The connecting tube 3 is an inclined pipe directed downward to the second chamber 4 from the first chamber 2 and an inclined charging tube 9 is accommodated in the interior thereof. The inclined charging tube 9 guides a raw material to the vertical charging tube 10 described later, disposed at the downstream side of the third hopper 7. An inclination angle of the inclined charging tube 9 is also 45 degrees or more.

The second chamber 4 is a closed vessel in a cylindrical shape accommodating the vertical charging tube 10 connected to the side downstream from the inclined charging tube 9. The chamber 4 is connected to the top chamber 24 provided with a gate valve 23 of the CZ pulling furnace 20. A driving mechanism 11 performing a vertical motion and rotation of the vertical charging tube 10 is provided on the chamber 4. The driving mechanism 11 works so as to insert the vertical charging tube 10 into the main chamber 21 of the CZ pulling furnace 20 from the second chamber 4 to thereby in turn insert the lower end portion of the vertical charging tube 10 into the crucible 22.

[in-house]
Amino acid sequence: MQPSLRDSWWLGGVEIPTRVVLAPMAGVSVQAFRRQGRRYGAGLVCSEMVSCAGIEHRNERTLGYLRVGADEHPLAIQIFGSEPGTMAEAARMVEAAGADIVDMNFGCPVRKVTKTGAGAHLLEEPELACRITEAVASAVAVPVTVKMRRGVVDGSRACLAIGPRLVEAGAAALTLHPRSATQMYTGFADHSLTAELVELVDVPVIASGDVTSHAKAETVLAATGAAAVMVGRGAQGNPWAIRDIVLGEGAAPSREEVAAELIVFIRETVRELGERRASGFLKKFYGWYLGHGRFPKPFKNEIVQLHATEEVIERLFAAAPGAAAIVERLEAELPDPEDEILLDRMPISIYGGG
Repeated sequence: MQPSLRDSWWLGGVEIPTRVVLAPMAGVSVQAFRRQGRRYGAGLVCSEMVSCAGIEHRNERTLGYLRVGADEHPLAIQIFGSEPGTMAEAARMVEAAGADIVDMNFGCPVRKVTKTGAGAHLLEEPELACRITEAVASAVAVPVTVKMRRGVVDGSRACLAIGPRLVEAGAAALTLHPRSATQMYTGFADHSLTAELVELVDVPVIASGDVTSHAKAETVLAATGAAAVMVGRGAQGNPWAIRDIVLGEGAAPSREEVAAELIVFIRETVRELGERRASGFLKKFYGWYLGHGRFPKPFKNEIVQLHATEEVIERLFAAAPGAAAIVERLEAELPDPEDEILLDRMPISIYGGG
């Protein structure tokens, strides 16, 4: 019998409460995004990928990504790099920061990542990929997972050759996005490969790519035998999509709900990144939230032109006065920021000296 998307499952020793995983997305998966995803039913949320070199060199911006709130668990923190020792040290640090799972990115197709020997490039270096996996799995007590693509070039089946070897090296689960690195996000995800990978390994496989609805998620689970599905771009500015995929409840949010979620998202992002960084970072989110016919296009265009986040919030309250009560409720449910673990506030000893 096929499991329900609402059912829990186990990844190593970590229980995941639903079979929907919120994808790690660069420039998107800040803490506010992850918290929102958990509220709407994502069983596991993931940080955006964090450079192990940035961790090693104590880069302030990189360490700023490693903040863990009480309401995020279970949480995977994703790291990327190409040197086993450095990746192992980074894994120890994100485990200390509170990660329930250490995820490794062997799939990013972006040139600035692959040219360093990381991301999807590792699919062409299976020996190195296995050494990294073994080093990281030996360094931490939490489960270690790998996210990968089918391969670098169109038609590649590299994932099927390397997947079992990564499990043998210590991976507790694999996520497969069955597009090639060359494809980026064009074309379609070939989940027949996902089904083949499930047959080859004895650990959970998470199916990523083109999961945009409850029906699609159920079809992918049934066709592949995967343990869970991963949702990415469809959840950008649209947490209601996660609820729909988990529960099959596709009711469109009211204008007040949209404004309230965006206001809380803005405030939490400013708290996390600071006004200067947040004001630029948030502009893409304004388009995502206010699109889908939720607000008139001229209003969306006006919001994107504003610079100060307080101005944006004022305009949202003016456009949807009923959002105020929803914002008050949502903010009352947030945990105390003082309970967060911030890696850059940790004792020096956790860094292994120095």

The vertical charging tube 10 is constructed with the inclined charging tube 9 and a quartz tube. The charging tube 10, as shown in FIG. 2, includes: a body section 12 positioned vertically and having the closed lower end and a guide section 13 connected in parallel to the lower end portion of the body section 12. The lower end portion of the body section 12 works as a raw material accumulating section 14 accumulating a lump raw material 30. The guide section 13 is a vertical pipe having the open lower end and the closed upper end and connected to a side surface of the tube body section 12 via a discharging port 15. The lower end of the guide section 13 protrudes a length downward from the lower end of the raw material accumulating section 14.